Earlier this week when Samantha MacIntyre started her eight-mile morning run, she did not anticipate it would end with her calling the police with concerns about her safety.
In a TikTok video that has since gone viral, MacIntyre, who lives in Idaho and has nearly 300,000 followers on the platform, documented her run. She checked in after each mile, commenting on topics like the brisk 42 degree day, her Spotify playlist, and excitement about her upcoming half marathon—her second go at 13.1 miles.
But five miles into her run on a rural Idaho road, her lighthearted updates took a different turn.
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She said that a man in a red car had driven by her twice. MacIntrye explained that the man’s arm was out of his car window, and he kept looking back at her as he drove by. It made her nervous, but she continued running.
Shortly after, she recognized the same car parked up ahead.
“I do not feel good about this. I have to run by this car to get back to my car though, there’s literally no other way around… It’s just one of those things where it’s like, you don’t think it’s going to happen to you until it happens to you. I don’t want to risk anything,” she said in her video, which has garnered more than 10,000 comments and 7 million views.
As she contemplated her next move, MacIntyre saw the car pulling out. Visibly upset, she decided to cut her run short at 6.22 miles and call her parents to come get her. In the meantime, she asked a neighbor, whose house she passes often on this route, if she could wait in their yard. She also called the police, who were later able to locate the man and confirm he does not have a criminal record.
“For the most part everyone has been super supportive and very nice about the whole situation,” MacIntyre told KTVB. “Thanking me about kind of bringing light to this situation. Which makes me feel better, because it makes me feel a little less like I was overreacting and that other people have been in the same position as me and know how I was feeling.”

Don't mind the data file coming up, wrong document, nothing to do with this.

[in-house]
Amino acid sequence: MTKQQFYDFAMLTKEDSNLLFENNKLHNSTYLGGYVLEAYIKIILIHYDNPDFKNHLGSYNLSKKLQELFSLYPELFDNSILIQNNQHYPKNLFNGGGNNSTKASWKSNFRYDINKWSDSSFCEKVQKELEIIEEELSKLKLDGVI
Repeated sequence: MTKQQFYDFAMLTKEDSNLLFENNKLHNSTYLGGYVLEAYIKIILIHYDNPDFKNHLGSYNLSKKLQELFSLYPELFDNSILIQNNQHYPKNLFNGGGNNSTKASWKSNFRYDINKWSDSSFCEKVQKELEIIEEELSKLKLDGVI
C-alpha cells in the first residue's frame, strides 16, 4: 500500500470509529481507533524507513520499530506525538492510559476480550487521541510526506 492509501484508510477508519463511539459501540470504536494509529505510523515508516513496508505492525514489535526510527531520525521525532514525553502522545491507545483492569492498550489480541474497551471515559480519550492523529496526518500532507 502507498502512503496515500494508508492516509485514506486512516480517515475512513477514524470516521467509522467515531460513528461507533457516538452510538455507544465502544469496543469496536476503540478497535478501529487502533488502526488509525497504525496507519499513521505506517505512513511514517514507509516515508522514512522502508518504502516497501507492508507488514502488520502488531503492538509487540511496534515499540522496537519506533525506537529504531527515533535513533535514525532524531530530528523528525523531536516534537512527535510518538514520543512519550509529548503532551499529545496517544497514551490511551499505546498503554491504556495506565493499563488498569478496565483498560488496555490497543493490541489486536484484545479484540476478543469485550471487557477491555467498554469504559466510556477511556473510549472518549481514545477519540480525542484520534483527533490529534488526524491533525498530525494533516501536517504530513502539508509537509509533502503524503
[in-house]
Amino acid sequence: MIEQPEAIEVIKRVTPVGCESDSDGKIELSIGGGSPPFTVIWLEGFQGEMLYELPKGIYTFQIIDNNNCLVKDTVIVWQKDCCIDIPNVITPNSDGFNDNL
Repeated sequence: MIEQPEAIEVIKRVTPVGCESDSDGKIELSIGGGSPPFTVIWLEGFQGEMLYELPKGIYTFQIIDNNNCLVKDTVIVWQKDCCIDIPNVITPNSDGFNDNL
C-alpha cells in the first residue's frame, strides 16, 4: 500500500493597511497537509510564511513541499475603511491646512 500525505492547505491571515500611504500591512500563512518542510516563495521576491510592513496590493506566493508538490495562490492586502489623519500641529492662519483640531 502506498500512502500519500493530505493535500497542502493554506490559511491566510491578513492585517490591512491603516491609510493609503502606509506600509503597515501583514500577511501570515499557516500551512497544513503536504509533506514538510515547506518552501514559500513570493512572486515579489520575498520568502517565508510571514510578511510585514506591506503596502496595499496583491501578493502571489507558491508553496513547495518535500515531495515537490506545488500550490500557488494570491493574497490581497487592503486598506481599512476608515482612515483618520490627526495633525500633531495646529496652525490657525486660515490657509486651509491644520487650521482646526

MacIntyre did finish that half marathon, appearing on TODAY on September 22 to discuss the encounter. “It was a really big accomplishment that I even got myself to do that half marathon because I really thought I might never run again,” she told TODAY.
After the encounter on the trails, she offered advice to other runners.
“Just please be aware of your surroundings when you are going on runs. Carry protection with you,” she said. “If you have a gut feeling that something doesn’t feel right, please go with that gut feeling. Just be safe. You’d rather be safe than sorry.”
Viewers agreed with her decision, with one commenting: “Eliza was just going for a run in Memphis too. Always trust your gut!”
Eliza Fletcher, a 34-year-old teacher and mother, was forced into an SUV during her morning run on September 2 in Memphis, Tennessee. She was later found dead, and Cleotha Abston was arrested in connection to her kidnapping and faces first-degree murder charges.
In the weeks following her death, runners have banded together to honor Fletcher, whose nickname was “Liza,” by hosting memorial runs throughout the country to “Finish Liza’s Run.” In Memphis, an 8.2-mile run was organized that followed the same path she intended to run on the morning of her abduction.
“It really spooked me because as a fellow runner, I’m like, ‘this could possibly happen to me.’” MacIntyre said on TODAY.
Fletcher’s tale is unfortunately not a new one. The murders of other female runners – including Mollie Tibbetts, Vanessa Marcotte, Karina Vetrano, Alexandra Brueger, and Wendy Karina Martinez – have made national headlines in recent years.
The issue is clear. Now we must work together to ensure women and marginalized groups—like indigenous, LGBTQ+ and BIPOC people—can start each and every run, guaranteed of one thing: that they will safely finish.
Stephanie is a freelance writer and running enthusiast based out of Bethlehem, Pennsylvania, who specializes in writing about health and fitness best practices and covering elite runners and inspirational competitors for publications such as Runner's World, The Guardian, Women’s Running, PodiumRunner, Wingfoot and Competitor Magazines. When she's not writing, you can find her running the trails with her two Vizslas or traveling with her husband to races around the world, constantly on the quest for a personal best